• There is no mention of the saving work of Christ to bring us into the knowledge of God. But every hymn cannot say everything.
  • The danger of repetitive rehearsing of the verses. Repetition is not bad. The significant worship scene in Revelation 5 seems to have a degree of repetition so repetition cannot be wrong in itself. In fact it can be helpful to reinforce the themes of the Lord’s grace. The problem comes when the reputation is overdone and we need to be careful of that.

 

India (4)

One of the intriguing things about my preaching experience in Andhra Pradesh was the desire that the people would have that you pray for them. What I mean is that after services they would come up to me and ask for prayer. The expectancy, if I fully gathered what was going on, was that they wanted you to pray there and then.

Here are some thoughts:

  • In many ways this is beautiful and something to celebrate in the life of the church. How wonderful to be in a church where the people want to pray, where they realise the need to turn over issues in their lives to God in prayer.
  • I did feel though that it would be better for them to be praying with one another rather than asking me to pray for them.
  • One concern was the whole phenomenon of viewing me as “the priest” or “the man of God” (a term which was often used) because I had preached. any sense that I had some special access into the presence of God is one I would want to reject with my whole heart.
  • Also, I wondered whether there might be some residual colonial attitudes here. After all, I was the white man who would have to be deferred to. Again, this would be an attitude that I would want to squash with all my being.
  • Out of courtesy, wanting to encourage spiritual attitudes and wanting to bond with these great people I did very happily participate. Often it would be a general prayer (to just pray for them) or prayer for some practical need (such as health or education). But, my heart delighted when I heard them ask for prayer for their family to be saved or some similar spiritual desire.

I did feel at times like I was a purveyor of prayers and all trades of that ilk. However, what I privilege it was to pray for and be with these people, whom I came to love. And may it be that the Lord might yet move through those prayers.

Daily Bread

As part of the pattern prayer delivered to us by our Lord He instructed us to pray Give us this day our daily bread (Matt 6:11). There are two key principles underlying this petition and we do well to have them firmly implanted in our lives.

Necessity

We are called to ask for our daily bread. We are not called to ask for our daily chocolate biscuits or crisps or whatever. It is bread we are called to ask for. Bread was the staple of the diet at the time of our Lord’s ministry. Bread was necessary to survive physically. Accordingly, the Lord is saying that we should ask that the Lord would give us what is necessary for the maintaining of our lives.

What we are being taught is that it is not our wants or our whims that we should be praying for. It is our needs.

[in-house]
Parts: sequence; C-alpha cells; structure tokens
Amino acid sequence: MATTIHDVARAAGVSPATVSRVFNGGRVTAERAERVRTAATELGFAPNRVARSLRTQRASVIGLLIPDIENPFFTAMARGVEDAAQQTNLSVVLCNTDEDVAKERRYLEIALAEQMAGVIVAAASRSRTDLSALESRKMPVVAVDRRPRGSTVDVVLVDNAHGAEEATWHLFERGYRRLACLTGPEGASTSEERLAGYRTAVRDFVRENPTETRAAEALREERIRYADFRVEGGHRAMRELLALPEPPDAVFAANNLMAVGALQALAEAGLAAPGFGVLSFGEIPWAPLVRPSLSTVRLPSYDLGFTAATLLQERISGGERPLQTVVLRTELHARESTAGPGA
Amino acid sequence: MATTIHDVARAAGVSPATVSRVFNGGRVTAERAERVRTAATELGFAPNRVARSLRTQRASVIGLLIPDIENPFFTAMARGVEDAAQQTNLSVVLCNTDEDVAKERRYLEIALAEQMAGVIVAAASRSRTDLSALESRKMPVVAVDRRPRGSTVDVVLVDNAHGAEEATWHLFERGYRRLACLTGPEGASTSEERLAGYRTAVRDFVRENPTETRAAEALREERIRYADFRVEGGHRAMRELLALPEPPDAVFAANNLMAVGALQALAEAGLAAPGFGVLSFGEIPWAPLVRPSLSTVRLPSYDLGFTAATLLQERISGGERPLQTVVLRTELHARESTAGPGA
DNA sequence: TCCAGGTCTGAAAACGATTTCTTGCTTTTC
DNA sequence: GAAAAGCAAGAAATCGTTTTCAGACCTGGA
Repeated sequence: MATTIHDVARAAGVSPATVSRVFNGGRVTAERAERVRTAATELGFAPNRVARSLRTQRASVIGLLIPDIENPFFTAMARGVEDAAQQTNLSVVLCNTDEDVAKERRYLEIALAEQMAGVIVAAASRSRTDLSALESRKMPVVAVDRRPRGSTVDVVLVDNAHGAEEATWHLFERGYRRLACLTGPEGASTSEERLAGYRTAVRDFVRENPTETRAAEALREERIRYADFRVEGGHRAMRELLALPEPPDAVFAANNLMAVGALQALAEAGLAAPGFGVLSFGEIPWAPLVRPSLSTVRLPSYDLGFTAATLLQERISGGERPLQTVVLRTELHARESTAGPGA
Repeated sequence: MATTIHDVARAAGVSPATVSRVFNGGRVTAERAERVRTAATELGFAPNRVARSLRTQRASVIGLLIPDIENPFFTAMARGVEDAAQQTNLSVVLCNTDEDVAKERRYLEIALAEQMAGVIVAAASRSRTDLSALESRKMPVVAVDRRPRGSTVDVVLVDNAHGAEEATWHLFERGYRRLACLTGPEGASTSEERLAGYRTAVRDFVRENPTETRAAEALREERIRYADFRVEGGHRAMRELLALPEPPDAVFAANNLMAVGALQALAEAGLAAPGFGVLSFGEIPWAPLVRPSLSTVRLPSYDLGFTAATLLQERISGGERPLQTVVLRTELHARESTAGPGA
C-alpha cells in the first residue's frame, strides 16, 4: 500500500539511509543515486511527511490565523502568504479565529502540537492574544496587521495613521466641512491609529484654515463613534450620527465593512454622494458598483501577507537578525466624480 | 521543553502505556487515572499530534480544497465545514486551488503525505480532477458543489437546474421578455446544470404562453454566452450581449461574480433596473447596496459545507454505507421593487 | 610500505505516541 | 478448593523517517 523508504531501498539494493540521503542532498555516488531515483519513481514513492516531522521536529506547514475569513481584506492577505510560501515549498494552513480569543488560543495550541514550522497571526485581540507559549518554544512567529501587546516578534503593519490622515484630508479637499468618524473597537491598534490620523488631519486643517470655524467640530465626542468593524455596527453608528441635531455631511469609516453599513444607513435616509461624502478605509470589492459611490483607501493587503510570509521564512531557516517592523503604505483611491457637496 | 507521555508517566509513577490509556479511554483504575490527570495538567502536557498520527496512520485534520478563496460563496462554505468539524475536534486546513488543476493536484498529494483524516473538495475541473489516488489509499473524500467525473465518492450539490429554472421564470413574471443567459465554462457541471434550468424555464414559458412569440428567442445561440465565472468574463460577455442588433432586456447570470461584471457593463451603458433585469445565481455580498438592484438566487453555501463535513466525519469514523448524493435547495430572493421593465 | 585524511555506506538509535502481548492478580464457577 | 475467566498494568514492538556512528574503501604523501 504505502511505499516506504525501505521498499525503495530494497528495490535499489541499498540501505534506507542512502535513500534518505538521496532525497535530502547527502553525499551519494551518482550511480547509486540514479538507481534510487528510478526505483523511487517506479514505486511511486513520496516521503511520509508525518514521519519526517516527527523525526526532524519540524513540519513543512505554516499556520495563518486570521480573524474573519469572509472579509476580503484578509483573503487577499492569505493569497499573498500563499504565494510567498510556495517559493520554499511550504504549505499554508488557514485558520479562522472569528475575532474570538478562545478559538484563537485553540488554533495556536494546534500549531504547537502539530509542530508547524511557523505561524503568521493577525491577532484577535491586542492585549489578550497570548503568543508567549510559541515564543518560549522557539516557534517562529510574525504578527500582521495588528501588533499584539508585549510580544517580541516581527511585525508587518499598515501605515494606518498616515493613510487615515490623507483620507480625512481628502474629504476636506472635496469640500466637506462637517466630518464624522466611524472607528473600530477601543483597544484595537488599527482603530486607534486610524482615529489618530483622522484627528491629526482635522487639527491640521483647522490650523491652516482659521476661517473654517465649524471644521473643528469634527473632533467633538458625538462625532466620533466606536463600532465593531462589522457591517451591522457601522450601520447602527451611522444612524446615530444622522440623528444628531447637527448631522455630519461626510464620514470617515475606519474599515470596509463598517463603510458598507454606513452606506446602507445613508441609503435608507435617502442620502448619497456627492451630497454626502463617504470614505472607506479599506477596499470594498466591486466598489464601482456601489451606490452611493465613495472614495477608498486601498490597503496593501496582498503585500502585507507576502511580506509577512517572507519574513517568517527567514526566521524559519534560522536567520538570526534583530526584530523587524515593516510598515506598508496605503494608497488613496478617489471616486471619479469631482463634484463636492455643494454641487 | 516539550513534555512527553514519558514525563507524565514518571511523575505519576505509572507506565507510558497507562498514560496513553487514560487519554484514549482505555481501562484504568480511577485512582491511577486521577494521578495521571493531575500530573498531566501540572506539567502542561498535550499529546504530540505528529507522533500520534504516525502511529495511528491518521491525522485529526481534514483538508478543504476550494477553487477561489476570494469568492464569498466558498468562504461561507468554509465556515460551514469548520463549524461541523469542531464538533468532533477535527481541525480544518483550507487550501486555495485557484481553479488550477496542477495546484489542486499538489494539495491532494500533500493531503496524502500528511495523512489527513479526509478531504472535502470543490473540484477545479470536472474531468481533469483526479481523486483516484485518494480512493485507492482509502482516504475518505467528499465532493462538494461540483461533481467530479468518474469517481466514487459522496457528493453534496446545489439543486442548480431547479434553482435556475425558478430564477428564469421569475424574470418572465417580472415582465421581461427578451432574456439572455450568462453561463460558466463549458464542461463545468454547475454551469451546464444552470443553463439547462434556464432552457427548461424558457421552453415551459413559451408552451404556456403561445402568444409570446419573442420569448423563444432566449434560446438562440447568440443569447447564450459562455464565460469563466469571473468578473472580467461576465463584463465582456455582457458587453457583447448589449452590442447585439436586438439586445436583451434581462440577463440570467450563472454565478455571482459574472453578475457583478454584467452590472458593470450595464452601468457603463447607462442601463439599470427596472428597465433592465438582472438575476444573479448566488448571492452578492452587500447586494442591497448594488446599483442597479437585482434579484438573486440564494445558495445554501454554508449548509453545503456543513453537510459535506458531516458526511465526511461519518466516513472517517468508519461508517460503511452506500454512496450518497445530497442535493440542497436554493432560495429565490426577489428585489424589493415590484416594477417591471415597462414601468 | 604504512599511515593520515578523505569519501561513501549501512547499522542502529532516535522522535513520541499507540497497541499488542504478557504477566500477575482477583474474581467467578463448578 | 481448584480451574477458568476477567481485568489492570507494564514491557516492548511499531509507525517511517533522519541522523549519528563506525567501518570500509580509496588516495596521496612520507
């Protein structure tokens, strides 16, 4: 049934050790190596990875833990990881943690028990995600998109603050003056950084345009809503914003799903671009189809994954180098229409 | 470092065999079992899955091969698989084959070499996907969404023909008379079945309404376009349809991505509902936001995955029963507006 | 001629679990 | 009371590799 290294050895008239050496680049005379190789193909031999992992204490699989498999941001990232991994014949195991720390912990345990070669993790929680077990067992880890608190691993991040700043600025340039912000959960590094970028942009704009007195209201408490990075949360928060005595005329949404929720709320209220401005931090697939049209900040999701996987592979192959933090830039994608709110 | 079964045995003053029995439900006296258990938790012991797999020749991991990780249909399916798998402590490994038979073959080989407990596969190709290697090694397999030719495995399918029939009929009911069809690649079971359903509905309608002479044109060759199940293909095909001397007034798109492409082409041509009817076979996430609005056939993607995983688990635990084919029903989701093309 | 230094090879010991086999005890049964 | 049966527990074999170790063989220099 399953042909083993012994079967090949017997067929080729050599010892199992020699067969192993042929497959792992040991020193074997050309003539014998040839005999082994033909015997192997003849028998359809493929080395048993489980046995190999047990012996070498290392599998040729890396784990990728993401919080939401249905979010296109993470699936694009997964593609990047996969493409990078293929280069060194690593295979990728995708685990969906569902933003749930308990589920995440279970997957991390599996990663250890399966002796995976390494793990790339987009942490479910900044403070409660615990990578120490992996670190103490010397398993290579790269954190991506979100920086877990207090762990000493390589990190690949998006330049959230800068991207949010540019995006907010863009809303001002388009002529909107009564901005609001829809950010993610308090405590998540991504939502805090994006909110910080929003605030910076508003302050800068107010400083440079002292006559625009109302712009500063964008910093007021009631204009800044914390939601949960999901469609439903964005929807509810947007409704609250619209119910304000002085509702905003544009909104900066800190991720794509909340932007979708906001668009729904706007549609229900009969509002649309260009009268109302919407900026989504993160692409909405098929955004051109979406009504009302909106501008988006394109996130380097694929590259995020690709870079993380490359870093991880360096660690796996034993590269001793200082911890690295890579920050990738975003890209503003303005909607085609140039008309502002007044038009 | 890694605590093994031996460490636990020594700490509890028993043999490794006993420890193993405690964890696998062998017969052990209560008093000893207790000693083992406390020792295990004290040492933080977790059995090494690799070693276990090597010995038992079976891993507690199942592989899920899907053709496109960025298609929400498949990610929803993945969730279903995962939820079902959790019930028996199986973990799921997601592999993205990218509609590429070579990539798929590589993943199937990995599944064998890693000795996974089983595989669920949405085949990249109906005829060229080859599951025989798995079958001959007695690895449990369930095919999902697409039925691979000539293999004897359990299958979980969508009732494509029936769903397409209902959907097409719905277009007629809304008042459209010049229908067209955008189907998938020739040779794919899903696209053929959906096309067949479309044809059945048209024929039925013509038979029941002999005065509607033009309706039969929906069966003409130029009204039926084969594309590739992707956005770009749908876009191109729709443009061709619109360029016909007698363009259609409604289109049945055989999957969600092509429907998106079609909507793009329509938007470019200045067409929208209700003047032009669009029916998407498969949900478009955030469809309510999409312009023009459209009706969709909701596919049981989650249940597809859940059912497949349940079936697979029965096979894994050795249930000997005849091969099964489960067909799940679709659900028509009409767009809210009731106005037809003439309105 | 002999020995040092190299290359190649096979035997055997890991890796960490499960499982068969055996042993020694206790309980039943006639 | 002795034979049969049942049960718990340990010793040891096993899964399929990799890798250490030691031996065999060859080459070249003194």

Physical food must be included here and so we can literally ask our Father for our daily bread. However, it also, no doubt, should also include other aspects of physical and practical necessities in our lives such as clothes and housing.

Moreover, when we think about necessities in our lives we are led to think of the words of our Lord who said quoting from Deuteronomy 8:3: Man shall not live by bread alone, but by every word that comes from the mouth of God.’” (Matt. 4:4b). There is a more profound bread that we are in profound need of and that is the bread of the Word of Life. We need to be fed in our souls on the wholesome nourishing Word of the Lord. We should be praying that this should be the case everyday.

But let us never forget in our studying of that Word that the One who is the focus of that book is the Bread of Life. In John 6:35: Jesus said to them, “I am the bread of life; whoever comes to me shall not hunger, and whoever believes in me shall never thirst.We need to ask everyday that we would be having our Lord Jesus, through the Word, nourishing our lives.

Dependence

The fact that we have to ask for “daily bread” and ask for it “this day” means that each day we have to come afresh. We are not bidden to ask for six months supply. But rather we are called to ask for a daily supply. Everyday I must come again and ask for His supply.

This applies in every realm of the necessary bread required for our lives. Even though I may have a freezer full of food. I should continually be aware that I cannot presume on tomorrow. Everyday I need to come and acknowledge the Lord as the giver.

Moreover with the spiritual food from the written Word I need to come every day for fresh supply from His store. Yesterday’s food was for yesterday. Now we need today’s food. Any food left-over from the previous day putrefied.

The experience of the nation of Israel in the provision of the manna was a clear example of this principle. To find out more read Exodus 16. Daily, except on the sabbath, they had to go and get their daily food. Any food left-over from the previous day putrefied. They had to learn to depend on God everyday.

We live in a society where we are encouraged to be self-dependent so that we might be self-made. The Lord’s prayer teaches us, in the request for daily bread petition, that we need to be God-dependant and God-made.